The next war will begin the minute the Arabs think they can win. Hostilities will likely be initiated by Yasir Arafat and immediately joined by Israel’s Arab neighbors, including Egypt, which the Clinton administration has armed to the teeth with the latest American weapons. The Jerusalem Post and Jane’s World Armies report that Egypt will soon receive over 10,000 rounds of 120-millimeter depleted-uranium ammunition for its 555 American M1 Abrams tanks. These shells can punch through the armor of any Israeli tank. The administration has also agreed to sell Egypt 200 more M1 Abrams tanks and the most advanced fighter planes and naval vessels in the U.S. arsenal. Egypt will be armed with defensive and offensive weapons systems that even Israel does not have—all paid for by the U.S.

Egypt has also recently conducted practice crossings of the Suez Canal, constructed bridgeheads on the canal’s east bank, and transferred units of four army divisions to the Sinai. When Israeli intelligence officers complain about these serious violations of the Camp David accords, the Clinton administration, and their own government, tell them to stop making the Egyptians angry and increasing tensions in the region.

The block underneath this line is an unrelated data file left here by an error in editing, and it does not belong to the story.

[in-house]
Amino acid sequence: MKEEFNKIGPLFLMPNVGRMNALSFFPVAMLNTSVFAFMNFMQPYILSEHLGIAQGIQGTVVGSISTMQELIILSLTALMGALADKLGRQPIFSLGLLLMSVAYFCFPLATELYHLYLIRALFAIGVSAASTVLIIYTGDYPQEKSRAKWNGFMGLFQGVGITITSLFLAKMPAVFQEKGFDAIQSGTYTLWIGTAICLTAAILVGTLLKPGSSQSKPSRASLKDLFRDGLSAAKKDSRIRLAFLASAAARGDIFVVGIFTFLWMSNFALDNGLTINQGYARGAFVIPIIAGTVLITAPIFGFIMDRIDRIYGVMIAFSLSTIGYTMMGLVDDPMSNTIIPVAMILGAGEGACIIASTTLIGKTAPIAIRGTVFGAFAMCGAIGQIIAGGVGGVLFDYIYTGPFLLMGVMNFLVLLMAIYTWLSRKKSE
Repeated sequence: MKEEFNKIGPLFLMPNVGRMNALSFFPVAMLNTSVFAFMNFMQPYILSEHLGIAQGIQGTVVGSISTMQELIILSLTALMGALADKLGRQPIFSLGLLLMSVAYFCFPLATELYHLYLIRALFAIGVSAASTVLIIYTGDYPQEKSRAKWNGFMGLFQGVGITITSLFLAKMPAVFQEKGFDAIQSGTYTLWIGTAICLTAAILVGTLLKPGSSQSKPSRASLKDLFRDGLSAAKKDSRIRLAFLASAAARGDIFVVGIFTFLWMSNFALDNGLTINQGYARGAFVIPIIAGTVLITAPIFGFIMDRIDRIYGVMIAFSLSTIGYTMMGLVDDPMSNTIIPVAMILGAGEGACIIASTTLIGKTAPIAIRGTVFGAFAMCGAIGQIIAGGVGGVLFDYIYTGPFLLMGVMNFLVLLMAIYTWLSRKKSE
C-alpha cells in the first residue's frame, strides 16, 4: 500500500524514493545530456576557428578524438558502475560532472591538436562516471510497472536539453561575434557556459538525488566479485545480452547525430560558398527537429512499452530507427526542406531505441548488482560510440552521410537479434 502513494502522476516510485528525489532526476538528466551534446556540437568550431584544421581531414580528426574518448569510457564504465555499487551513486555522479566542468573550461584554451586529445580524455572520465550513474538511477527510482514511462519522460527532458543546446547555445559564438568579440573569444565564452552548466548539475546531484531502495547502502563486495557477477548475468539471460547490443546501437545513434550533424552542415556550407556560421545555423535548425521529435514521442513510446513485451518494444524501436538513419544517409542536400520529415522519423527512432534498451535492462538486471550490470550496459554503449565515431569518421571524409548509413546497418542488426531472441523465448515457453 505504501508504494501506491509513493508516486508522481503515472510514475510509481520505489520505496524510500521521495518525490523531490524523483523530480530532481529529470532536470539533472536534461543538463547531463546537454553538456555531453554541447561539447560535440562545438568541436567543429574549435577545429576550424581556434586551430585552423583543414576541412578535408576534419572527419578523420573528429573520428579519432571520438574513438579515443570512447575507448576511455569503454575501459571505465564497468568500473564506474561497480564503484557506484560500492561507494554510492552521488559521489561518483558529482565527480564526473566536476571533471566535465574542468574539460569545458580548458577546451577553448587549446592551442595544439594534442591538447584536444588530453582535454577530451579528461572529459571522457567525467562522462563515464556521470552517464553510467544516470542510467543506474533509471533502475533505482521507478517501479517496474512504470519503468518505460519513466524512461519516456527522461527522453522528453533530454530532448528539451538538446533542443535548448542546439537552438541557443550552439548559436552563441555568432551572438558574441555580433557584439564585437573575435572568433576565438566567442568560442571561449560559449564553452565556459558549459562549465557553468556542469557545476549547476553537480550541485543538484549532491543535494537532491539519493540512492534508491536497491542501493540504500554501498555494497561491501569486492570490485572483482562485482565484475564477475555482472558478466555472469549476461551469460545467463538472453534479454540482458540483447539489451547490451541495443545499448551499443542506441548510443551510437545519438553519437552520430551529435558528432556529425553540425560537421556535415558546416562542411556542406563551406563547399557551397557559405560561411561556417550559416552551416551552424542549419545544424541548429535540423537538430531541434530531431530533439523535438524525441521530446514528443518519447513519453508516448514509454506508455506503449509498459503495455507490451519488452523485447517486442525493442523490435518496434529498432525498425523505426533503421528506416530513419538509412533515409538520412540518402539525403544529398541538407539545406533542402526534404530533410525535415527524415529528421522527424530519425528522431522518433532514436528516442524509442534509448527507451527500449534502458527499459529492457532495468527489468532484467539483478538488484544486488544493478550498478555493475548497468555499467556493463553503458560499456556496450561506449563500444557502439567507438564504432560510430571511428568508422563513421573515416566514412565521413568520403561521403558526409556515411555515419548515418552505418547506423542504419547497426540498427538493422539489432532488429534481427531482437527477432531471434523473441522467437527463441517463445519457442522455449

Thanks largely to Bill Clinton, the technological edge Israeli forces once enjoyed is now gone. Even more ominously, Israel’s military and political leaders have ruled out a preemptive strike in the next war because they fear that America and “the world” would blame Israel for starting the conflict.

George E. Rubin
New York City



To the Editor:

Yuval Steinitz ably paints a stark picture of the dangers Israel has courted by surrendering its crucial defenses since the Oslo accords. Mr. Steinitz quotes Shimon Peres who (apparently in a previous incarnation) warned that Israel’s narrow “waist” would be vulnerable “to a collapse by a well—organized surprise attack.” It should be remembered just how incredibly narrow that “waist” is.